Passive investing involves a strategy of investments that involves limited ongoing selling or buying of stocks.  These investors make their purchases with the intention of holding onto the investment for long term appreciation with very limited maintenance.

This type of investing is also known as the couch potato or buy and hold strategy.  It requires the investor make good research before buying, have patience and invest in a portfolio that is well diversified.

Where active investors may look to make a profit from price fluctuations that occur over a short period, passive investors purchase the security with the belief that it will be profitable in the long term.

Active vs passive InvestingIn the English language active and passive are opposites.  The passive investor chooses to take actions that others do not choose.  Active investment lives by the belief that the market is inefficient.  It acts on the belief that smart investors are able to find undervalued stocks and purchase them.  In addition, they believe that the investor can discover overvalued stocks to avoid or sell short.  This is the process of stock selection.

Investors who are active in their approach also try to outsmart market timing.  If the bull is about to enter the arena, they will purchase their stocks before the rally.  At the same time, if they believe the bear is about to emerge from hibernation, they avoid the stocks.  Market timing, combined with stock selection is active management.

Managers of active investments may choose several strategies or factors by which their portfolios are comprised.  They might include PEG ratios or P/E ratios, sector investing and selection of stocks from companies currently out-of-favor or perceived to be selling at lower values.  Other strategies include short positions, asset allocation, option writing and merger arbitrage. 

Active investing can give a far greater return, although the risk is much higher.

Suba at Wealth Informatics has this debate well laid out at Are Passive Investors Smarter Than Active Investors

Also good view point for passive investing by Tushar Mathur is here at Why Passive Investing Beats Active Investing


Underlying Theory

The underlying theory of passive management is that the markets are very efficient.  Thus, the passive investor believes that the security’s market price is the best available estimate of the correct prices and it is unlikely to be product to try to outperform the market once the expenses of trading rapidly are added in.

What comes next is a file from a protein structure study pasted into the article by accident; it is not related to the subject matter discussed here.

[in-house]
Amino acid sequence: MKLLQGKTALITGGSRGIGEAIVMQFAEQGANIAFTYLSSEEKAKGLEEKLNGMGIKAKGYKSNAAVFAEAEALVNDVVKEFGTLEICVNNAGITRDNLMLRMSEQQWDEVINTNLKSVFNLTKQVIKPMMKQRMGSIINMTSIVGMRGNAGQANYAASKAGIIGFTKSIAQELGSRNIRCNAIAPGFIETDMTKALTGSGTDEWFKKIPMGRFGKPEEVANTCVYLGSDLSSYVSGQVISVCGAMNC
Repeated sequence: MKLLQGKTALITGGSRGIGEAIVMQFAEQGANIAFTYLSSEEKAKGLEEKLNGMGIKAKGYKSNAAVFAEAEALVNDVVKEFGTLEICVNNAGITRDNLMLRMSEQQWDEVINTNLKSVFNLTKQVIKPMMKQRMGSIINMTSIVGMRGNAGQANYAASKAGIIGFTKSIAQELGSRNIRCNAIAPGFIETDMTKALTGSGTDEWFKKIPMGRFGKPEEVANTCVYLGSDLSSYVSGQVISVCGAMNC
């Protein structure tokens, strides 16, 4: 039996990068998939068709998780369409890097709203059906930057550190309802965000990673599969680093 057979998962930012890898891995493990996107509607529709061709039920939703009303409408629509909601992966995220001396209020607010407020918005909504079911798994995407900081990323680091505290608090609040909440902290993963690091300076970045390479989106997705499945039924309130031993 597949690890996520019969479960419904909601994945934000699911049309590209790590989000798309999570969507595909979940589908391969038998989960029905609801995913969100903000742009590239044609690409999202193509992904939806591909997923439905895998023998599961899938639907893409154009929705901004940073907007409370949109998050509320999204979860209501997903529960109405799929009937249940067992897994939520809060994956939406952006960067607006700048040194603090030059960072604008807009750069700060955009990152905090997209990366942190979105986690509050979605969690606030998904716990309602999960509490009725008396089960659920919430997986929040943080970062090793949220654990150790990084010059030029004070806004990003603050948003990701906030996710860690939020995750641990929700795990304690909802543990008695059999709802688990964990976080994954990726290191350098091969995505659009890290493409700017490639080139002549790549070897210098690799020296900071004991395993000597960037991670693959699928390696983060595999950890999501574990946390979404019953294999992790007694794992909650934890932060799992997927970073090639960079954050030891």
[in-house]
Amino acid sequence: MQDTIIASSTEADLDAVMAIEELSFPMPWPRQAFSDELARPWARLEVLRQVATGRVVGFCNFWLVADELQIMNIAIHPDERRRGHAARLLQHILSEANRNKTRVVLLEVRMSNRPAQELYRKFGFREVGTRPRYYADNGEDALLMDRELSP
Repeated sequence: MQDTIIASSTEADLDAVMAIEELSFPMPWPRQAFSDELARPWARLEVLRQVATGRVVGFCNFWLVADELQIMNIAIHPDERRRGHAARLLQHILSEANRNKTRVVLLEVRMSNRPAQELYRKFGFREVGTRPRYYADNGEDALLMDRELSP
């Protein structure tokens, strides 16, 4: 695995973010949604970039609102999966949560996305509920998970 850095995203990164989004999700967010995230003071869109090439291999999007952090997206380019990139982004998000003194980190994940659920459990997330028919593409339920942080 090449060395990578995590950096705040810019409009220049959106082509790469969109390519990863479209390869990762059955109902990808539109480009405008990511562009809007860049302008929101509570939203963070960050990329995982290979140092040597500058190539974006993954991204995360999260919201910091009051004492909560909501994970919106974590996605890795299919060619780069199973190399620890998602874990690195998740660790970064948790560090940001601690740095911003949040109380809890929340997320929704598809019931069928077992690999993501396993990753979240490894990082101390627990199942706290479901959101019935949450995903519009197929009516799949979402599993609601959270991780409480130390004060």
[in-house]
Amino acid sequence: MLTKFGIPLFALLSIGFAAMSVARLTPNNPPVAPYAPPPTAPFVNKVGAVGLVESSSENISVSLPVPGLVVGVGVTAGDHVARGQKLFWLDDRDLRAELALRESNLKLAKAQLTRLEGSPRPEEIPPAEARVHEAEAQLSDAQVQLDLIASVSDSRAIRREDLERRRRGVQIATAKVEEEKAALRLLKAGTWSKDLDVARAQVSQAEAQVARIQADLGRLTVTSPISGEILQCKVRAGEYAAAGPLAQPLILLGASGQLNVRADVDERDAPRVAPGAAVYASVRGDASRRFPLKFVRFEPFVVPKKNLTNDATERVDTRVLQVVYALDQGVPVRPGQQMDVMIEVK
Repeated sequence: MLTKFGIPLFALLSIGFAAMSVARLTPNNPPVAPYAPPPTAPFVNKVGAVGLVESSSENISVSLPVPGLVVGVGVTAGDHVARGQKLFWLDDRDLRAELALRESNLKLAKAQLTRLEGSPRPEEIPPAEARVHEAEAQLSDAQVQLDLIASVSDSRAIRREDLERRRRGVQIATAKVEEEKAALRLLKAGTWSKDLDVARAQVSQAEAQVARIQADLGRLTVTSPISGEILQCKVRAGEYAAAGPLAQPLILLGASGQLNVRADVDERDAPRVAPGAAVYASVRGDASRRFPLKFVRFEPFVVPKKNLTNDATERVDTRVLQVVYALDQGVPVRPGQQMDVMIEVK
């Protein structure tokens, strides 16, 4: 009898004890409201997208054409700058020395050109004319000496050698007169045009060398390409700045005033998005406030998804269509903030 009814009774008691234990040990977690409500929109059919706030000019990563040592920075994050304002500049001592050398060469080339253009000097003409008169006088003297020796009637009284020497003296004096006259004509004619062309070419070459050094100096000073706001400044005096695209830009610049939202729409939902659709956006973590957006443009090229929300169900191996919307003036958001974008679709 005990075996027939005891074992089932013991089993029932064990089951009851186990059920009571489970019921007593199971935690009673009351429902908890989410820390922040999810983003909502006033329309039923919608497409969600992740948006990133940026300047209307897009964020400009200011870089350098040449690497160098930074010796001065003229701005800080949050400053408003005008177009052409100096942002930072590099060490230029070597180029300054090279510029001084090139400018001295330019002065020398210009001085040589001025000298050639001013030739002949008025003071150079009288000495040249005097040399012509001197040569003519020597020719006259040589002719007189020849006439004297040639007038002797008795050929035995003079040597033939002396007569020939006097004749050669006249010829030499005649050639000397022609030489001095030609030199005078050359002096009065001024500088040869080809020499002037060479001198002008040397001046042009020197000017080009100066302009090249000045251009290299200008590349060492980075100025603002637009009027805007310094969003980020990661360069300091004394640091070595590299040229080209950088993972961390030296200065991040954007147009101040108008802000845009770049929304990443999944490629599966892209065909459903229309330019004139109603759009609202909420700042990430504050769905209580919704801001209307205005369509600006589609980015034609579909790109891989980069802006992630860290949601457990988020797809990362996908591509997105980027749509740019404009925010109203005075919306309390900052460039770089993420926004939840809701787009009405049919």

A second definition of Passive investing is:  A strategy for investment the involves limited selling or buying on an ongoing basis.  Passive investing involves purchase of securities with a long term appreciation strategy that involves limited maintenance.  Passive investing can involve purchase of mutual funds or ETF that are indexed and holding onto the security for a long time due to the predetermined allocation of the asset. There are various passive investing strategies that you can definitely follow.

Passive Funds vs. Actively Managed FundsIn mutual funds, the difference in the passive funds and actively managed ones is that the passive fund will include all the stocks that are included in the S&P 500 index or any such similar index.  The active fund usually picks from 100 to 200 of the top funds listed.

Passive investing and Indexing

From the standpoint of an investment strategy, traditional ETFs are used to track the indexes.  ETFs are sold in many different varieties and track almost any index that can be imagined.  Each offers the benefits that come with mutual funds that are indexed, such as a low rate of turnover, lower price for broad diversification and significantly lower expense ratios.

The original concept of the ETF was providing one security able to track the trades and indexes intraday.  Use of intraday trading allows the investors to sell or buy essentially every security making up the entire market, such as the Nasdaq or S&P 500 by making one single trade.  This allows investors additional flexibility to change their position at any point during the day, unlike traditional mutual funds , which are traded only once daily.

Benefits of Passive Investing

The passive investing strategy is growing in popularity, especially with institutions, and for good reasons.  The results over the long term show this to be a favored strategy, especially in the area of bonds and large capitalization stocks.

Many investors are looking to join this strategy as it is hard to beat the S&P 500.  Some passive funds to consider to make use of this investment strategy include the Fidelity Spartan Index or the Vanguard Index Fund.

While it might be possible for an individual investor to do better than the S&P 500, the low cost gives even more strength to passive investing.  Other investing involves taxes, commissions, trading fees and research costs, all reducing the overall return to the investor.

For further reading on Passive investing take a look at the works or Larry Swedroe and Rick Ferri. Rick;s most recent book is called the The Power of passive Investing and is a must read.